Have a look at the Promela Wikipedia article [3]. Promela’s non-determinsitc choice goes like this:

if
:: (A == true) -> option1;
:: (B == true) -> option2; /* May arrive here also if A==true */
:: else ->; fallthrough_option;
fi

“The consequence of the non-deterministic choice is that, in the example above, if A is true, ”both choices may be taken”. In “traditional” programming, one would understand an ”if – if – else” structure sequentially. Here, the ”if – double colon – double colon” must be understood as “any one being ready” and if none is ready, only then would the ”else” be taken.” This can be used to set a bool to a random value:

if
:: mybool = true;
:: mybool = false;
fi

But the most used choice is to receive and send on channels between concurrent processes. The same choice may have any mix of them. So, if one send and one receive is possible, it would either send or receive – but not both. In the “Executability” chapter of [3] this is said: “When Spin analyzes a model like the above, it will verify the choices with a non-deterministic algorithm, where all executable choices will be explored. However, when Spin’s simulator visualizes possible non verified communication patterns, it may use a random generator to resolve the “non-deterministic” choice. Therefore the simulator may fail to show a bad execution (in the example there is no bad trail). This illustrates a difference between verification and simulation.”

Go or go or golang

The Go programming language [4] also does this in its select statement. Different from Promela this select only takes a communication clause as its parameter. Also for Go we may have channel send or receive. “If multiple cases can proceed, a uniform pseudo-random choice is made to decide which single communication will execute.” They call it pseudo-random to avoid saying nondeterministic, probably to hit programmers better at home. (31July2012:) Rob Pike (one of the original authors of Go) posted this code on golang-nuts as a direct response to a Promela example like the above which I posted on a thread there:

package main
import "fmt"
func main() {
    c := make(chan int, 1000)
    go func() {
            for {
                c <- 1
            }
        }()

    for i := 0; i < 100; i++ {
        select {
        case <-c:
            fmt.Println(0)
        case <-c:
            fmt.Println(1)
        }
    }
}

“Using select as a random generator”

When I ran the code it printed 45 ‘1’ and 55 ‘0’, average of 0.45. Several times. I modified the code with two counters and printed those instead, and experimented with the max value (1000, 2000, 5000 etc.) and the average got better. I just noticed how the counters followed each other. Of course the pseudo-random generator is correct. Here, channel c in func sends any value (1) to the concurrent block with a select. This select listens to the same channel in both components of the select. The selection is done nondeterministically on the set of all executable components. This set has two components, and it doesn’t even care that those two components come from the same channel. To select nondeterministically some kind of pseudo-random sequence is probably used. Run the code at http://play.golang.org/p/INacl7a-BU and read the post as a registered user at https://groups.google.com/d/msg/golang-nuts/YOs5K0zvfWk/2SFFXaI7ZswJ. The thread is at https://groups.google.com/d/topic/golang-nuts/YOs5K0zvfWk/discussion. Thanks, Rob Pike for letting me copy the code.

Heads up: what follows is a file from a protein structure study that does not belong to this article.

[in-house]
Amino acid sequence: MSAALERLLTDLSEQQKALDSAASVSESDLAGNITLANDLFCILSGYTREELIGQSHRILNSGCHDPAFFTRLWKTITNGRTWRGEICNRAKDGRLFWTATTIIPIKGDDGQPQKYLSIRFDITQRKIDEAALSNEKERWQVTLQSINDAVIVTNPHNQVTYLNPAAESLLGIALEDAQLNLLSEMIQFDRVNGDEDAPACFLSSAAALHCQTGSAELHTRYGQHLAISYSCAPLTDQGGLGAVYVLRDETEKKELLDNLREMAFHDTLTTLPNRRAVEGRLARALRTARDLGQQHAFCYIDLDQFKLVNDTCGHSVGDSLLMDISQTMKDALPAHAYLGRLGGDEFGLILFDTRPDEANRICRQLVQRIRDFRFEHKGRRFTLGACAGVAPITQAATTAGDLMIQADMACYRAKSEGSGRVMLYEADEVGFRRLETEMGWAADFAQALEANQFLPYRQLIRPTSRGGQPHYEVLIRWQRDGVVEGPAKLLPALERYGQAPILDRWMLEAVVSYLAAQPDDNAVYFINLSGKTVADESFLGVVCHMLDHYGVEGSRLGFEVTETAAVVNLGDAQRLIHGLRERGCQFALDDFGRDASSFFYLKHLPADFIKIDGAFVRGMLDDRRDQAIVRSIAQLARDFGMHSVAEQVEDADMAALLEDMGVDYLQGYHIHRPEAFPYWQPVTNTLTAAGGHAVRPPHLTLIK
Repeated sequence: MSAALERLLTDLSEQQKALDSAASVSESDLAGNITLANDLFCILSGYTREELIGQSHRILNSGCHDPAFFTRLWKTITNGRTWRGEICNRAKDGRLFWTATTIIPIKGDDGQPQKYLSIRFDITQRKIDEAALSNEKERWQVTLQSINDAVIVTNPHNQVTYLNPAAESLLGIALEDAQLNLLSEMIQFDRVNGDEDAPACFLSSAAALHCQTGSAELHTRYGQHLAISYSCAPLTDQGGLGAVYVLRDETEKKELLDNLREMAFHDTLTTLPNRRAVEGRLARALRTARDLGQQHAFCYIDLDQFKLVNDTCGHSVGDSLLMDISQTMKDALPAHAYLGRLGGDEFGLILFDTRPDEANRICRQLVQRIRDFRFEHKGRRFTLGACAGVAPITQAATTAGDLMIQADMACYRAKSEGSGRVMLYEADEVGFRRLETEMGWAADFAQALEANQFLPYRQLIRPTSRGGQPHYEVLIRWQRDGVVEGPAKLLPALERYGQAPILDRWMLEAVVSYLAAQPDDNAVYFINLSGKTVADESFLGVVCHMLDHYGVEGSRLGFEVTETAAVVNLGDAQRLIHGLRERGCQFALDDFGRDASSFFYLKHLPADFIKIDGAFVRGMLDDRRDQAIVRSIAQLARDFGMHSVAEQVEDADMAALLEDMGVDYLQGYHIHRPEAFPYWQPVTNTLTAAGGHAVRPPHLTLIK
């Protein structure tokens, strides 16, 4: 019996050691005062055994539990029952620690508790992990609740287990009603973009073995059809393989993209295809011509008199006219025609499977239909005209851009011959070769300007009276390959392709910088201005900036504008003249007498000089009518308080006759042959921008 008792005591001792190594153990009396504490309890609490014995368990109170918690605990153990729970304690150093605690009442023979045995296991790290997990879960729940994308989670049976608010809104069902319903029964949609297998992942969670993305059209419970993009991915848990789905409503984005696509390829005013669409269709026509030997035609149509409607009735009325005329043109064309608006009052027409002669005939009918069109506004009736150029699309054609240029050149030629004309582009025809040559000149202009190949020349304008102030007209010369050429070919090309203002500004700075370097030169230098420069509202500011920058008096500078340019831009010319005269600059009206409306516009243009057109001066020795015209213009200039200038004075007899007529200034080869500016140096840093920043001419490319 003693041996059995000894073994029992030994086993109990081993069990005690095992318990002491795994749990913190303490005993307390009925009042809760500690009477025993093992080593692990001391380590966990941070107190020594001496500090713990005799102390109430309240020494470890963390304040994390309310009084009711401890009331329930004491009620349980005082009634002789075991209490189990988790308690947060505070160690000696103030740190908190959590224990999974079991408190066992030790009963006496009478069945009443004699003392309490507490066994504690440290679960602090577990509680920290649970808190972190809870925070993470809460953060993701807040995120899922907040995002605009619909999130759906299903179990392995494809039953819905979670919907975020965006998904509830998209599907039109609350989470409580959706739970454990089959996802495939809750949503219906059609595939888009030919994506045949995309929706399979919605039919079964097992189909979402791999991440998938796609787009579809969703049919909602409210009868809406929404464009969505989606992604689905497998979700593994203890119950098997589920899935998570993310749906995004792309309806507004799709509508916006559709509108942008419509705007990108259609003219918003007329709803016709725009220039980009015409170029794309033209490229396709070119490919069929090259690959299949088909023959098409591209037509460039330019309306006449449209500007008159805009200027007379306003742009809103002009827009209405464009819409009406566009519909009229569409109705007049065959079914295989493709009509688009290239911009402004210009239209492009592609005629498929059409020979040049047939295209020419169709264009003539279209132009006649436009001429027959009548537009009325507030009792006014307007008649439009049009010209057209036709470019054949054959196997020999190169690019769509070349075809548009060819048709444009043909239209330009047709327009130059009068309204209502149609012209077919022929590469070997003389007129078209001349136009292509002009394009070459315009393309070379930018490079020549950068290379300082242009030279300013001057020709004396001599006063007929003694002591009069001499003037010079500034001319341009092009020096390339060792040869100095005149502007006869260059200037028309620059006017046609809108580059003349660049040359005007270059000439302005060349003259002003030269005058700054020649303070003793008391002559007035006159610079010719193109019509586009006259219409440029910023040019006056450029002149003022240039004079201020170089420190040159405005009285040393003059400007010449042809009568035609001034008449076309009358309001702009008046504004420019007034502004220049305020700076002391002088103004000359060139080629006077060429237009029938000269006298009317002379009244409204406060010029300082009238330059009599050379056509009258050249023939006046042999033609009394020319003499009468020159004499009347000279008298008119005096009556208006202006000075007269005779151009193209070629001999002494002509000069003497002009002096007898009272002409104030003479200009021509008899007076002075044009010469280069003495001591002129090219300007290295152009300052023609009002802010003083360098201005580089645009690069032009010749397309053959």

-Nondeterministic selective choice in implementations is not good

In a lunch at a visit (being an external examiner) to the university here I heard this statement laid out. I had told that the new book The Go Programming Language (Addison-Wesley Professional Computing) by Alan A. A. Donovan and Brian W. Kernighan (so the C-book guy must be still faring well) (Amazon) didn’t even mention nondeterminism or determinism. I assumed it’s been deliberately left out. (*)

But CSP deliberately has non-determinism that’s used in specifications for don’t care, in addition to the fact that it appears out of thin air when state is hidden (in any CSPm verfied by FDR3. This effect also appears in implementations but may be verified to be ok). Abstraction by hiding (building modules) = introduces non-determinism. The easy way is to say that you might know what’s going on in your own house when the doors to the rooms are open, but when closed it’s non-deterministic for you, the observer…